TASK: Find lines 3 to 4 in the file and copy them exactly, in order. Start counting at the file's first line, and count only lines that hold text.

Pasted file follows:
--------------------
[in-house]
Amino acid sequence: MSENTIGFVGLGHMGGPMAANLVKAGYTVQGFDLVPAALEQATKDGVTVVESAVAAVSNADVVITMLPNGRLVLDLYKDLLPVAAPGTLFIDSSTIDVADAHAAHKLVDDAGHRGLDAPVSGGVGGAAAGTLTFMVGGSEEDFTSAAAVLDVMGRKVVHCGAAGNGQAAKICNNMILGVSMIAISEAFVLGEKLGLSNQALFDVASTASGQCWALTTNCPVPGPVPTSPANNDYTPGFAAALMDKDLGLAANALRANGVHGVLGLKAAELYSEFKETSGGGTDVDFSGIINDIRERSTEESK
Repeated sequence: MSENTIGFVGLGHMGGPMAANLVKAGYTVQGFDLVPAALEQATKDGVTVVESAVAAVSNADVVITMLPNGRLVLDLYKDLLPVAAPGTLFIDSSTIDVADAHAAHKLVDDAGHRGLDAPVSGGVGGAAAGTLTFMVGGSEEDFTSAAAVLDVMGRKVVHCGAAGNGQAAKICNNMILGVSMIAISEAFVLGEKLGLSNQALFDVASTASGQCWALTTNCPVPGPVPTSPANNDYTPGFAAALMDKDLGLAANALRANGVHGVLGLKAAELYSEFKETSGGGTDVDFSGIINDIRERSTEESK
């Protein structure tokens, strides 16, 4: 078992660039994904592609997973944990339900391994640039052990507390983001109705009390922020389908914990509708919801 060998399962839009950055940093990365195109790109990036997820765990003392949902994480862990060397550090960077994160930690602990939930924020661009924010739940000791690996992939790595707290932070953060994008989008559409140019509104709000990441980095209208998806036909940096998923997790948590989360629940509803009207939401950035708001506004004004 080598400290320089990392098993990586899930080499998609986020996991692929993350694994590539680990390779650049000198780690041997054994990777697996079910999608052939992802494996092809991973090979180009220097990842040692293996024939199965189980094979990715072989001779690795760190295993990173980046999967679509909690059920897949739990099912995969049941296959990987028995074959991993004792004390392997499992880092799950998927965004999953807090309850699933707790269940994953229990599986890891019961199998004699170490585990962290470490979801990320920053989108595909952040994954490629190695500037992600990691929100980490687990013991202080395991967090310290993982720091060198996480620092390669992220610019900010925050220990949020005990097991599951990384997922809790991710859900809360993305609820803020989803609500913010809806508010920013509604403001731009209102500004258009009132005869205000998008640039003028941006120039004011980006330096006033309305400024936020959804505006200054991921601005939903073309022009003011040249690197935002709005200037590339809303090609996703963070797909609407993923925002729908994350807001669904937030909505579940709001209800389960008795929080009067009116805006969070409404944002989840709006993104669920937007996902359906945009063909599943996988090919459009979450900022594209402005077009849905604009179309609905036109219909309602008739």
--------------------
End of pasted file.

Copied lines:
Repeated sequence: MSENTIGFVGLGHMGGPMAANLVKAGYTVQGFDLVPAALEQATKDGVTVVESAVAAVSNADVVITMLPNGRLVLDLYKDLLPVAAPGTLFIDSSTIDVADAHAAHKLVDDAGHRGLDAPVSGGVGGAAAGTLTFMVGGSEEDFTSAAAVLDVMGRKVVHCGAAGNGQAAKICNNMILGVSMIAISEAFVLGEKLGLSNQALFDVASTASGQCWALTTNCPVPGPVPTSPANNDYTPGFAAALMDKDLGLAANALRANGVHGVLGLKAAELYSEFKETSGGGTDVDFSGIINDIRERSTEESK
């Protein structure tokens, strides 16, 4: 078992660039994904592609997973944990339900391994640039052990507390983001109705009390922020389908914990509708919801 060998399962839009950055940093990365195109790109990036997820765990003392949902994480862990060397550090960077994160930690602990939930924020661009924010739940000791690996992939790595707290932070953060994008989008559409140019509104709000990441980095209208998806036909940096998923997790948590989360629940509803009207939401950035708001506004004004 080598400290320089990392098993990586899930080499998609986020996991692929993350694994590539680990390779650049000198780690041997054994990777697996079910999608052939992802494996092809991973090979180009220097990842040692293996024939199965189980094979990715072989001779690795760190295993990173980046999967679509909690059920897949739990099912995969049941296959990987028995074959991993004792004390392997499992880092799950998927965004999953807090309850699933707790269940994953229990599986890891019961199998004699170490585990962290470490979801990320920053989108595909952040994954490629190695500037992600990691929100980490687990013991202080395991967090310290993982720091060198996480620092390669992220610019900010925050220990949020005990097991599951990384997922809790991710859900809360993305609820803020989803609500913010809806508010920013509604403001731009209102500004258009009132005869205000998008640039003028941006120039004011980006330096006033309305400024936020959804505006200054991921601005939903073309022009003011040249690197935002709005200037590339809303090609996703963070797909609407993923925002729908994350807001669904937030909505579940709001209800389960008795929080009067009116805006969070409404944002989840709006993104669920937007996902359906945009063909599943996988090919459009979450900022594209402005077009849905604009179309609905036109219909309602008739």